"Diabetes runs in my family; it's only a matter of time until I get it."
"Everyone in my family has high blood pressure; it's in our genes."
"He eats everything he wants and never gains weight; he must have good genes."
"My entire family is overweight; I'm never going to be smaller than this."
Popular media has given many of us the impression that our genes are our destiny. But what message does this send us about the control we have over our health? If an illness or ailment is "genetic, " people automatically think, "there's nothing I can do." But in the case of the most common diseases, this is simply not true.
Our genes can tell us about our predisposition - that we are at increased risk for certain illnesses, but not that we are destined to get them. Environmental factors, such as the air we breathe, the amount of movement we do, and our diet, can affect how our genes express themselves. This phenomenon is called epigenetics.
In the simplest terms, epigenetics is the study of how the environment shapes the function of our genes. And while "environment" can mean a whole host of things, the environmental factors that we have the most control over are the amount of exercise we get each day and the food we put directly into our bodies. When it comes to the world's leading diseases, behavior trumps genetics.
Food, in particular, can make a huge difference. Your body is constantly attempting to repair and renew itself. When you feed yourself, you provide your body with the fuel and nutrients necessary to remain healthy. These hundreds of vitamins, minerals, phytonutrients, and other vital compounds help the body resist disease.
Phytonutrients, the bioactive compounds found in plant foods, assist with repairing DNA, suppressing cancer cell growth, inhibiting inflammation, etc. These phytonutrients promote immunity and reduce excess free radicals that cause inflammation and promote the progression of illnesses such as heart disease and cancer.
Over-eating inflammatory foods (fried, highly processed, refined) while not eating enough nutrient-dense foods (fruits, vegetables) can leave your body vulnerable to various diseases, even if you aren't genetically at risk.
For example, genetics only accounts for about 10% of cancers. The overwhelming majority arise from a combination of different lifestyle and environmental factors - the same factors that the nutrient compounds in food attempt to protect us against every day.
Exercise is another important environmental factor that can affect how genes express themselves. In one study following 23 men, researchers took cell samples before and after participants began going to aerobics classes twice a week. After six months, researchers found changes in 7,000 genes, including positive changes in genes linked to obesity and diabetes.
Researchers found fascinating genetic differences in another study comparing 14 sets of twins, one with diabetes and one without. In the twins with diabetes, researchers found unfavorable changes in the genes associated with inflammation and fat and glucose metabolism. Researchers believed this was due to differences in lifestyle between the two twins.
While these studies were small, much of the research into the topic thus far highly suggests that differences in lifestyle can be the critical difference between favorable and unfavorable expressions of genes. Your day-to-day habits matter more than your genetic blueprint. If you've ever thought, "why is my entire family overweight?" or "why do we all have diabetes?" do you also share eating and exercise habits?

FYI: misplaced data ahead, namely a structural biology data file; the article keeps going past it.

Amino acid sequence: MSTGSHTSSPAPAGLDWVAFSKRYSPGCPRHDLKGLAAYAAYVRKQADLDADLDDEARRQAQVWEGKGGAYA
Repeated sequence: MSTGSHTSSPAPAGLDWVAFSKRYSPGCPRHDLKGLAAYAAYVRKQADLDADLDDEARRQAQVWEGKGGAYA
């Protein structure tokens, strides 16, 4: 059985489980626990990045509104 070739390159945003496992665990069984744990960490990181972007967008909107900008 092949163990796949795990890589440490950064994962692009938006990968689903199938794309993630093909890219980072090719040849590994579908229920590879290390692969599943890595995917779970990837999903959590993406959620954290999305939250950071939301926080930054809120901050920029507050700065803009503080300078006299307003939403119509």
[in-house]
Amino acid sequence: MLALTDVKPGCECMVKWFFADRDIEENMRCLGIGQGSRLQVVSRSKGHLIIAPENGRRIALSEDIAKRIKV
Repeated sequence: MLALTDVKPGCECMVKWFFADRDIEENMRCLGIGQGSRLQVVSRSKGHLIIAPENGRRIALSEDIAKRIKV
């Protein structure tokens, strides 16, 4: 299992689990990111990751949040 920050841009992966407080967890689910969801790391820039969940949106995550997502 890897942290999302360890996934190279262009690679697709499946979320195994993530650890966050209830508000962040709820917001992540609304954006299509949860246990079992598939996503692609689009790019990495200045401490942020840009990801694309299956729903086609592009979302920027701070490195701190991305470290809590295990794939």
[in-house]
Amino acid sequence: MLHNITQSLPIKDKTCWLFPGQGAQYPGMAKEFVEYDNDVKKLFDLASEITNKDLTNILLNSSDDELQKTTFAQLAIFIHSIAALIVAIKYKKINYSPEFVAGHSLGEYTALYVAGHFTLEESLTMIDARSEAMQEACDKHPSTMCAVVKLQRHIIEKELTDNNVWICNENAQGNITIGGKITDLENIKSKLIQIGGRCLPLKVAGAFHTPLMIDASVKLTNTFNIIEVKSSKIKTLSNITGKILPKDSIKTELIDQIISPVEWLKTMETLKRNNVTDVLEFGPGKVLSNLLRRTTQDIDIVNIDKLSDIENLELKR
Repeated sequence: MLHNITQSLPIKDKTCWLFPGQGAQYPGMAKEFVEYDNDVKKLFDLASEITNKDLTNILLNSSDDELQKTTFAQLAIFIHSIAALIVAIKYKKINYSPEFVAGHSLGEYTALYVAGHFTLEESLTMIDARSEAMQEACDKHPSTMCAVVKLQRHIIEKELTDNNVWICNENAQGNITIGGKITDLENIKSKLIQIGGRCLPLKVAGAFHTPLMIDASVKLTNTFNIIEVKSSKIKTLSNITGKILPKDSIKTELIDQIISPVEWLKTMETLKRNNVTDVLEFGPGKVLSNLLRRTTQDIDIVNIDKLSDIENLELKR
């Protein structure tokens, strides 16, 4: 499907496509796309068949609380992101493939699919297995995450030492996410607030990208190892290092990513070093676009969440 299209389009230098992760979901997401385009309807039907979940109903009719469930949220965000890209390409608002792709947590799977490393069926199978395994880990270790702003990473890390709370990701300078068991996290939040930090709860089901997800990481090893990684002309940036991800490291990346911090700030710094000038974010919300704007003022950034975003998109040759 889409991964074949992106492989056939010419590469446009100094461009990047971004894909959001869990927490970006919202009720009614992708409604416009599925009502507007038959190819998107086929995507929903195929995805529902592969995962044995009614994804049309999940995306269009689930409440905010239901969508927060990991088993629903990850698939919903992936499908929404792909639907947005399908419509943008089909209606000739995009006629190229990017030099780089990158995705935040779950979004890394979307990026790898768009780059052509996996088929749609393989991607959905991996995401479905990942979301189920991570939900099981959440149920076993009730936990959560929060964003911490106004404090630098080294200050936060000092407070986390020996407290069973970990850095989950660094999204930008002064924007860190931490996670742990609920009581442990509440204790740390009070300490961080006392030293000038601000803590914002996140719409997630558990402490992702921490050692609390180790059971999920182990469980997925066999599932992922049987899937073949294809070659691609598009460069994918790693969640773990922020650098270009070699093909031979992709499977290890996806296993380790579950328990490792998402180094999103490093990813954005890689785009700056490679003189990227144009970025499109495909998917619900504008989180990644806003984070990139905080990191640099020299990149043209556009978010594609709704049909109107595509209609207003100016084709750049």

Think about it: behaviors tend to run in families. We learn our dietary habits from the people who raise us. Sharing unhealthy meals and sedentary lifestyles can trigger each individual's genetic predisposition toward certain illnesses.
Hence why, it's common to see children and grandchildren begin to develop the same diseases as their elders. This can also extend outwards to communities, where people who don't share genetics still share many of the same lifestyle-related diseases.
Genetic predispositions can tell us a lot about how we need to operate in the world to maintain good health. If, for example, your grandparents and parents have high blood pressure, you may not be able to eat as much sodium in your diet as other people. If heart disease runs in your family, it's even more critical for you to improve your diet and maintain a fitness routine to take care of your heart.
In other words, your beliefs about your genes shouldn't leave you feeling helpless and hopeless. Most risk factors for major diseases, such as high blood pressure, obesity, and hyperglycemia, are all modifiable, meaning they can be changed. Your behaviors - what you eat, how much you eat, how much you move, how often you exercise - can make all the difference, regardless of your genes.
Don't get me wrong. There are some cases where we can't outrun our genetics. But the top global killers, such as heart disease, diabetes, and high blood pressure, are lifestyle-related diseases. Your health outcomes depend more on what you can control than what you can't.
So if you fear that your genetics will cause you to inherit the illnesses of the people around you, know that engaging in healthy behaviors can more than likely prevent it. You have more power than you think.
Niv Mullings is a Plant-Based Nutrition & Fitness coach from the Bronx, New York. After years of struggling with obesity, anxiety, depression, painful menstruation, and other chronic health complaints, Niv changed her life for the better through fitness and a healthy plant-based diet. Now she helps others to do the same.